Human rights and international law expert Professor Hilary Charlesworth, says that Australia's appointment to the UN Human Rights Council gives the country an opportunity to examine its own human rights record.
Developmental and epileptic encephalopathies are severe disorders that begin in infancy or childhood and lead to uncontrolled epilepsy and intellectual disability.
These conditions are often caused by a genetic abnormality and, until now, were thought to be new in the affected child – not carried by either parent.
However, our collaborative study of 123 families with a child with a severe epilepsy, found that in 8 per cent of the families either the mother or the father also carried the genetic abnormality at very low levels, even though they did not have the disease.
Co-study lead, Austin Health director of Paediatrics and University of Melbourne Chair of Paediatric Neurology, Professor Ingrid Scheffer, said this means that families can have more accurate genetic counselling and family planning.
Geneticists currently advise that the risk of recurrence of these disorders is low at approximately 1 per cent but this study shows that if either parent carries the abnormality, the risk could be much higher.
Professor Scheffer said the findings were important and would lead to a change in clinical practice worldwide.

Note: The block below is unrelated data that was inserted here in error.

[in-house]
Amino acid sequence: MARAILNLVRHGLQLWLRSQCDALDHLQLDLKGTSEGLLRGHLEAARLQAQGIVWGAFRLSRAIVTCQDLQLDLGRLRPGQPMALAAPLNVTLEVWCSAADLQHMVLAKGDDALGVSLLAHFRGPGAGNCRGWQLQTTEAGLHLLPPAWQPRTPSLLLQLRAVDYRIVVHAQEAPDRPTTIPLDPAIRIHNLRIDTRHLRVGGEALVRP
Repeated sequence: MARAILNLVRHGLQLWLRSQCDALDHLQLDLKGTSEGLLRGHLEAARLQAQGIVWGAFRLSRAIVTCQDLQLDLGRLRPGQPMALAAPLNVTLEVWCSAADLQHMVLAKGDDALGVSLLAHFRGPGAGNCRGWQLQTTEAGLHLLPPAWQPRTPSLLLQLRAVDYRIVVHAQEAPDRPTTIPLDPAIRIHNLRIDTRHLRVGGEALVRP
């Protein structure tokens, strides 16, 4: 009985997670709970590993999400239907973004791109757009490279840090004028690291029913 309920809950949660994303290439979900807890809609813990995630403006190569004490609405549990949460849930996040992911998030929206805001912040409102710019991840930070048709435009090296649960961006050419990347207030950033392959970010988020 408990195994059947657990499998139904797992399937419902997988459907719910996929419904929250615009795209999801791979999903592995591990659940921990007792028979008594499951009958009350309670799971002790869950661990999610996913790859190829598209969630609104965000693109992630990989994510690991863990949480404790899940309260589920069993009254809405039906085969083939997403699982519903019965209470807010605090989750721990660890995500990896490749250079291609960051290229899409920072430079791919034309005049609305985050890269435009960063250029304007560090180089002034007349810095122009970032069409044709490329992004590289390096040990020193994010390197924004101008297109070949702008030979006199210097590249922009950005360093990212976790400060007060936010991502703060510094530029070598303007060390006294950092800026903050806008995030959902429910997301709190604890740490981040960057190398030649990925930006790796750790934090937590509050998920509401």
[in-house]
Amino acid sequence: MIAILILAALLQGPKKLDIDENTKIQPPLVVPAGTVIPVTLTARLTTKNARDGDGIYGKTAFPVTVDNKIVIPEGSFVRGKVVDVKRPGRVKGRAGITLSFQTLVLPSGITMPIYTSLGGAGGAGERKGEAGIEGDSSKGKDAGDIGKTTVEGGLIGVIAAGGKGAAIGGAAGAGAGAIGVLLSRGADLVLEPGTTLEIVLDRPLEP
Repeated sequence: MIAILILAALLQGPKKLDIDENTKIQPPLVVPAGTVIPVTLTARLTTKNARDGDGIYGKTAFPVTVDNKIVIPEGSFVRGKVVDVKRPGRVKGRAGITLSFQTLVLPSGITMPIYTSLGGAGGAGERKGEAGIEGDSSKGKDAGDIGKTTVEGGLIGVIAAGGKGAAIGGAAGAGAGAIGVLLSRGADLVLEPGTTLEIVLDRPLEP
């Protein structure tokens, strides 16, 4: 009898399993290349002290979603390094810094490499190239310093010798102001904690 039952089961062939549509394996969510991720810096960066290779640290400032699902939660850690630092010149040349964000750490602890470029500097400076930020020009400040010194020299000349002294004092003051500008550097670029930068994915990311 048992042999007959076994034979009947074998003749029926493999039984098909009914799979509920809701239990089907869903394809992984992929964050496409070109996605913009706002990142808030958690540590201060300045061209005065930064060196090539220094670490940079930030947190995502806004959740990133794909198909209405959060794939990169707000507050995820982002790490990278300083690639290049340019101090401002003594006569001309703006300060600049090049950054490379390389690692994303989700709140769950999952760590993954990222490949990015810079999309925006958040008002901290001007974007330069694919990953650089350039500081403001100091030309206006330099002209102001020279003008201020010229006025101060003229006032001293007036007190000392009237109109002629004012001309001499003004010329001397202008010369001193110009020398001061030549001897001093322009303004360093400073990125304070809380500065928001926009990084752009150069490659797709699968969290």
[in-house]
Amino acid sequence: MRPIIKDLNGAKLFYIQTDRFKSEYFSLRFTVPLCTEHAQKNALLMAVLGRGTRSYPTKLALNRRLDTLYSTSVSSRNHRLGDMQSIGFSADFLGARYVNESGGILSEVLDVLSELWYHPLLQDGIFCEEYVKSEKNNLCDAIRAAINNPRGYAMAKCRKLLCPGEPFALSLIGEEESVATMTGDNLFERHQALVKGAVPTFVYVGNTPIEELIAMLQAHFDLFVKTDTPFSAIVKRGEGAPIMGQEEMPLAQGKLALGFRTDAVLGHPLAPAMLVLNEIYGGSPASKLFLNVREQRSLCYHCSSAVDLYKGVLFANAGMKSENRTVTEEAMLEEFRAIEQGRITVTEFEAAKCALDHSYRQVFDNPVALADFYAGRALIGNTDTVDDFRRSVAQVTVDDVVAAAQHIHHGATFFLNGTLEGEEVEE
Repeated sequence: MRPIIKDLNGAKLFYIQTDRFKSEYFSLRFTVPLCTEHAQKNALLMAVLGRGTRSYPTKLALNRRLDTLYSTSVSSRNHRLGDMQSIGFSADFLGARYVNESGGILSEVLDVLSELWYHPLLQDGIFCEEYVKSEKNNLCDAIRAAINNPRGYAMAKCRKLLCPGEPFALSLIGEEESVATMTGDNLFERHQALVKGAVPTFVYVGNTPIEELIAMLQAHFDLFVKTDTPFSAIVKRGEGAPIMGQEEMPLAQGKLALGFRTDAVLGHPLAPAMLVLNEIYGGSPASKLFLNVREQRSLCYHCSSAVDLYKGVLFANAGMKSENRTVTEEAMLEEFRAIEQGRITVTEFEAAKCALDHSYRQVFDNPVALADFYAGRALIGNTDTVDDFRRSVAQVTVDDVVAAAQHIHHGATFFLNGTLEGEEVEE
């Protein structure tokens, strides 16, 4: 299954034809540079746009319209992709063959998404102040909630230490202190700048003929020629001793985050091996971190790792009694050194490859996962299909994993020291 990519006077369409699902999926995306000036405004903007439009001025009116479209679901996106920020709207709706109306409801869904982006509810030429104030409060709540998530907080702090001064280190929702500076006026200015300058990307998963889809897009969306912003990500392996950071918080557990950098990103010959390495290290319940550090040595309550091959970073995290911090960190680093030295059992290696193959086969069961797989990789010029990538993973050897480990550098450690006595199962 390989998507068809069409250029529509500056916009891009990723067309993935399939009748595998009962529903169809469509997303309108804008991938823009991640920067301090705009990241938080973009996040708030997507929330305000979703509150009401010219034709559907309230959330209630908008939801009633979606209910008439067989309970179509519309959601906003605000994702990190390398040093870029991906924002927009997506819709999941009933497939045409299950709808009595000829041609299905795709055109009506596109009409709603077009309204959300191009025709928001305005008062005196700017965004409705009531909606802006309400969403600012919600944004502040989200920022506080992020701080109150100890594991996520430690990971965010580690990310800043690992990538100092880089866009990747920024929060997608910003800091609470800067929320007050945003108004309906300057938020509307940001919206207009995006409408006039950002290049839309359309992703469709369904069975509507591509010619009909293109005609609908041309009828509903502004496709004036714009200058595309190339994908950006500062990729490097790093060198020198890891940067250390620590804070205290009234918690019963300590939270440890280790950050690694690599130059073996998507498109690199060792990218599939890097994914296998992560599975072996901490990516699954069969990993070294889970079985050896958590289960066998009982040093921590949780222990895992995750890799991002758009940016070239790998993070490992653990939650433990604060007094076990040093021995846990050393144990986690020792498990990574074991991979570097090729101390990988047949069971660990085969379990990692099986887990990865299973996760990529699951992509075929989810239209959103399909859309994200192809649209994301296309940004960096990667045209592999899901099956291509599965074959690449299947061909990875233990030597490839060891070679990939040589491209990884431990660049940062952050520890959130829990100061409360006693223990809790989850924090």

“Having one child who is severely disabled is hard enough but having two is devastating for a family,” Professor Scheffer said.
“These results provide support for targeted, high-coverage testing of parents who have a child with a diagnosis of a developmental and epileptic encephalopathy. This testing will be helpful in counselling parents regarding the risk of recurrence.’’
Professor Scheffer was inspired to do this study after seeing a family with two profoundly affected children.
Professor Scheffer’s team studied 123 families for the child’s mutation. They looked at 200 cells in both the mother and in the father for their child’s mutation. They found that a parent carried the mutation in 10 of 123 families. For these parents there is an increased risk of having a second child with the disorder.
Developmental and epileptic encephalopathies affect at least 1 in 1500 children in Victoria each year. Those with the condition have a 15 per cent risk of dying before the age of 20 years.